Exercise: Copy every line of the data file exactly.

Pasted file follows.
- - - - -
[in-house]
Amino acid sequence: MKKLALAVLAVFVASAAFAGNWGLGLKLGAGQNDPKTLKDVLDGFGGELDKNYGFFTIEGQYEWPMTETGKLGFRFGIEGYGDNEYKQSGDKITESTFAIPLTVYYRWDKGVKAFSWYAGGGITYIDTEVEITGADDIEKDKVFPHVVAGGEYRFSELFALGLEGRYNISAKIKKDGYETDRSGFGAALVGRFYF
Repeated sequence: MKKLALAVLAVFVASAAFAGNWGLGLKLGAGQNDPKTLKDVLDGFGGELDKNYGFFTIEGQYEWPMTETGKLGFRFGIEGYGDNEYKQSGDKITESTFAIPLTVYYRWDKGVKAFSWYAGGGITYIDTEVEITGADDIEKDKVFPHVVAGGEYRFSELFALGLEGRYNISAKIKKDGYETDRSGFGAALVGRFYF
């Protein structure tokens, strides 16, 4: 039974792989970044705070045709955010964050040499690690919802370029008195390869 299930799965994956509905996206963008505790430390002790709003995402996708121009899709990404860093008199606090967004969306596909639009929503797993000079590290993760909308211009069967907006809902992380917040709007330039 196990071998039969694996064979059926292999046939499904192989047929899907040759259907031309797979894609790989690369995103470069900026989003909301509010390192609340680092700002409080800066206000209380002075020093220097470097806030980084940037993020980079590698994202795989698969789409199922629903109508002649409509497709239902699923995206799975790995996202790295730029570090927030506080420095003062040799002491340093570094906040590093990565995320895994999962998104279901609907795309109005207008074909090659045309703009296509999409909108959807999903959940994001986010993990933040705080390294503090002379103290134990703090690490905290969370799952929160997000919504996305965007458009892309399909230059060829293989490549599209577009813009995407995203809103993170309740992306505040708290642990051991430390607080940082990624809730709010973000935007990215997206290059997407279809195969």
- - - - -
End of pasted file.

[in-house]
Amino acid sequence: MKKLALAVLAVFVASAAFAGNWGLGLKLGAGQNDPKTLKDVLDGFGGELDKNYGFFTIEGQYEWPMTETGKLGFRFGIEGYGDNEYKQSGDKITESTFAIPLTVYYRWDKGVKAFSWYAGGGITYIDTEVEITGADDIEKDKVFPHVVAGGEYRFSELFALGLEGRYNISAKIKKDGYETDRSGFGAALVGRFYF
Repeated sequence: MKKLALAVLAVFVASAAFAGNWGLGLKLGAGQNDPKTLKDVLDGFGGELDKNYGFFTIEGQYEWPMTETGKLGFRFGIEGYGDNEYKQSGDKITESTFAIPLTVYYRWDKGVKAFSWYAGGGITYIDTEVEITGADDIEKDKVFPHVVAGGEYRFSELFALGLEGRYNISAKIKKDGYETDRSGFGAALVGRFYF
């Protein structure tokens, strides 16, 4: 039974792989970044705070045709955010964050040499690690919802370029008195390869 299930799965994956509905996206963008505790430390002790709003995402996708121009899709990404860093008199606090967004969306596909639009929503797993000079590290993760909308211009069967907006809902992380917040709007330039 196990071998039969694996064979059926292999046939499904192989047929899907040759259907031309797979894609790989690369995103470069900026989003909301509010390192609340680092700002409080800066206000209380002075020093220097470097806030980084940037993020980079590698994202795989698969789409199922629903109508002649409509497709239902699923995206799975790995996202790295730029570090927030506080420095003062040799002491340093570094906040590093990565995320895994999962998104279901609907795309109005207008074909090659045309703009296509999409909108959807999903959940994001986010993990933040705080390294503090002379103290134990703090690490905290969370799952929160997000919504996305965007458009892309399909230059060829293989490549599209577009813009995407995203809103993170309740992306505040708290642990051991430390607080940082990624809730709010973000935007990215997206290059997407279809195969």